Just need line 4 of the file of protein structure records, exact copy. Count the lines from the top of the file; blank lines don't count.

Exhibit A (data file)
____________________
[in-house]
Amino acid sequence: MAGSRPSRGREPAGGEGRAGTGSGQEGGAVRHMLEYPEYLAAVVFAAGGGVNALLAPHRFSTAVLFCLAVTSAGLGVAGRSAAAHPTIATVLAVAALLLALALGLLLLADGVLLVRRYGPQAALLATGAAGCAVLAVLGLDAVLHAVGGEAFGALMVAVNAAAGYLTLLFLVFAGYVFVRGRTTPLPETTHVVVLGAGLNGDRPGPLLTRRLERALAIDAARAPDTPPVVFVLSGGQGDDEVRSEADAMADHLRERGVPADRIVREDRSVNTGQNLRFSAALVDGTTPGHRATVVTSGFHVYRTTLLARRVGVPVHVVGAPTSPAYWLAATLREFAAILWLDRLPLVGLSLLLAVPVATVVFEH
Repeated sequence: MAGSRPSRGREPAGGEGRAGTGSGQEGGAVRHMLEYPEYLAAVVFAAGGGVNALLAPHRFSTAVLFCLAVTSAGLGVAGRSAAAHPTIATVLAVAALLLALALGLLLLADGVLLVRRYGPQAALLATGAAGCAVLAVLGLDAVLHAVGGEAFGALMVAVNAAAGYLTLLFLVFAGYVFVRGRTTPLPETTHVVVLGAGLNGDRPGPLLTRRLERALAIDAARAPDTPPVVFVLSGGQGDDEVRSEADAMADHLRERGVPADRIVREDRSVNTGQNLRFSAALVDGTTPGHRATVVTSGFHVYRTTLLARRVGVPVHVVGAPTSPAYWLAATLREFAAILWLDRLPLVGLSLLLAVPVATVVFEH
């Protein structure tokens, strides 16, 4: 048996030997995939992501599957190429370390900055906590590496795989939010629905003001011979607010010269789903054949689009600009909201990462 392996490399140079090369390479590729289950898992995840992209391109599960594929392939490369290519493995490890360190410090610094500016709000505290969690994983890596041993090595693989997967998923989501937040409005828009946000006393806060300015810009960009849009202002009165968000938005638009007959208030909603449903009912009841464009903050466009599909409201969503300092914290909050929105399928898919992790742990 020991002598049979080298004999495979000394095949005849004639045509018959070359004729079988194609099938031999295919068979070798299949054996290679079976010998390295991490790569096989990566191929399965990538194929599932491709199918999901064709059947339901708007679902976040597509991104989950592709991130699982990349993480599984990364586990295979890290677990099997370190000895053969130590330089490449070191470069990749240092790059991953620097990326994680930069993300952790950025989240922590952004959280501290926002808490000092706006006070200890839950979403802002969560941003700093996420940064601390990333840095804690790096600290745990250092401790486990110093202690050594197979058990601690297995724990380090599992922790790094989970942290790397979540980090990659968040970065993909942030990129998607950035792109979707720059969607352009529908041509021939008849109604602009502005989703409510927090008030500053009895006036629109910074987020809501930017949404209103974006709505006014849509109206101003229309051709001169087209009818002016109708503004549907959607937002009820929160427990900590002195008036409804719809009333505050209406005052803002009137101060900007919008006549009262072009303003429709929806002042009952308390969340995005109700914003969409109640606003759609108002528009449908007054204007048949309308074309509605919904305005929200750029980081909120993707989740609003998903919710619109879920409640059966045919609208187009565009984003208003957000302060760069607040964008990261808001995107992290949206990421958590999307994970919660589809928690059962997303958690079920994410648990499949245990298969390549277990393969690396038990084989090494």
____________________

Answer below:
């Protein structure tokens, strides 16, 4: 048996030997995939992501599957190429370390900055906590590496795989939010629905003001011979607010010269789903054949689009600009909201990462 392996490399140079090369390479590729289950898992995840992209391109599960594929392939490369290519493995490890360190410090610094500016709000505290969690994983890596041993090595693989997967998923989501937040409005828009946000006393806060300015810009960009849009202002009165968000938005638009007959208030909603449903009912009841464009903050466009599909409201969503300092914290909050929105399928898919992790742990 020991002598049979080298004999495979000394095949005849004639045509018959070359004729079988194609099938031999295919068979070798299949054996290679079976010998390295991490790569096989990566191929399965990538194929599932491709199918999901064709059947339901708007679902976040597509991104989950592709991130699982990349993480599984990364586990295979890290677990099997370190000895053969130590330089490449070191470069990749240092790059991953620097990326994680930069993300952790950025989240922590952004959280501290926002808490000092706006006070200890839950979403802002969560941003700093996420940064601390990333840095804690790096600290745990250092401790486990110093202690050594197979058990601690297995724990380090599992922790790094989970942290790397979540980090990659968040970065993909942030990129998607950035792109979707720059969607352009529908041509021939008849109604602009502005989703409510927090008030500053009895006036629109910074987020809501930017949404209103974006709505006014849509109206101003229309051709001169087209009818002016109708503004549907959607937002009820929160427990900590002195008036409804719809009333505050209406005052803002009137101060900007919008006549009262072009303003429709929806002042009952308390969340995005109700914003969409109640606003759609108002528009449908007054204007048949309308074309509605919904305005929200750029980081909120993707989740609003998903919710619109879920409640059966045919609208187009565009984003208003957000302060760069607040964008990261808001995107992290949206990421958590999307994970919660589809928690059962997303958690079920994410648990499949245990298969390549277990393969690396038990084989090494």